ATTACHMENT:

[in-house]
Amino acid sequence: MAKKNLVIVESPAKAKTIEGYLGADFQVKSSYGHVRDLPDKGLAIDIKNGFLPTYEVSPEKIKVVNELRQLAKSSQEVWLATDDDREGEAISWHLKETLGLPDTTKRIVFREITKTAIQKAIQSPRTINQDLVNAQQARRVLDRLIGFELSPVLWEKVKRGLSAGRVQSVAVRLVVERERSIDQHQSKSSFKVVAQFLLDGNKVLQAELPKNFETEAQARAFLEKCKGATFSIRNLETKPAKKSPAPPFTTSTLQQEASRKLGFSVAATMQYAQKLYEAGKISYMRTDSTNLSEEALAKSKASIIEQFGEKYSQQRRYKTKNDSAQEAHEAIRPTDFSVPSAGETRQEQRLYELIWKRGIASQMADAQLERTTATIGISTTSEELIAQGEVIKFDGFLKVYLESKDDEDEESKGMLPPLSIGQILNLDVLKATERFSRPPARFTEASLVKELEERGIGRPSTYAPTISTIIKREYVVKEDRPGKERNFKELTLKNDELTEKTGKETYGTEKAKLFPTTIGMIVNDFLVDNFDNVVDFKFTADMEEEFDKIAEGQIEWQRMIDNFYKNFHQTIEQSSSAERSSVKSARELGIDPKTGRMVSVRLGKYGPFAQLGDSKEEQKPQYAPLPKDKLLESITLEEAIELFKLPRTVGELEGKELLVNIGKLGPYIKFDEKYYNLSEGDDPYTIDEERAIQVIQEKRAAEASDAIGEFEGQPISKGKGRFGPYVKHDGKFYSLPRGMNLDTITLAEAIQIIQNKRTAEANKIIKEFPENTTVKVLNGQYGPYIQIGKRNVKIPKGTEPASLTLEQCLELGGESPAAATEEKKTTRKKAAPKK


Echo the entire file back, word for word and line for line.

[in-house]
Amino acid sequence: MAKKNLVIVESPAKAKTIEGYLGADFQVKSSYGHVRDLPDKGLAIDIKNGFLPTYEVSPEKIKVVNELRQLAKSSQEVWLATDDDREGEAISWHLKETLGLPDTTKRIVFREITKTAIQKAIQSPRTINQDLVNAQQARRVLDRLIGFELSPVLWEKVKRGLSAGRVQSVAVRLVVERERSIDQHQSKSSFKVVAQFLLDGNKVLQAELPKNFETEAQARAFLEKCKGATFSIRNLETKPAKKSPAPPFTTSTLQQEASRKLGFSVAATMQYAQKLYEAGKISYMRTDSTNLSEEALAKSKASIIEQFGEKYSQQRRYKTKNDSAQEAHEAIRPTDFSVPSAGETRQEQRLYELIWKRGIASQMADAQLERTTATIGISTTSEELIAQGEVIKFDGFLKVYLESKDDEDEESKGMLPPLSIGQILNLDVLKATERFSRPPARFTEASLVKELEERGIGRPSTYAPTISTIIKREYVVKEDRPGKERNFKELTLKNDELTEKTGKETYGTEKAKLFPTTIGMIVNDFLVDNFDNVVDFKFTADMEEEFDKIAEGQIEWQRMIDNFYKNFHQTIEQSSSAERSSVKSARELGIDPKTGRMVSVRLGKYGPFAQLGDSKEEQKPQYAPLPKDKLLESITLEEAIELFKLPRTVGELEGKELLVNIGKLGPYIKFDEKYYNLSEGDDPYTIDEERAIQVIQEKRAAEASDAIGEFEGQPISKGKGRFGPYVKHDGKFYSLPRGMNLDTITLAEAIQIIQNKRTAEANKIIKEFPENTTVKVLNGQYGPYIQIGKRNVKIPKGTEPASLTLEQCLELGGESPAAATEEKKTTRKKAAPKK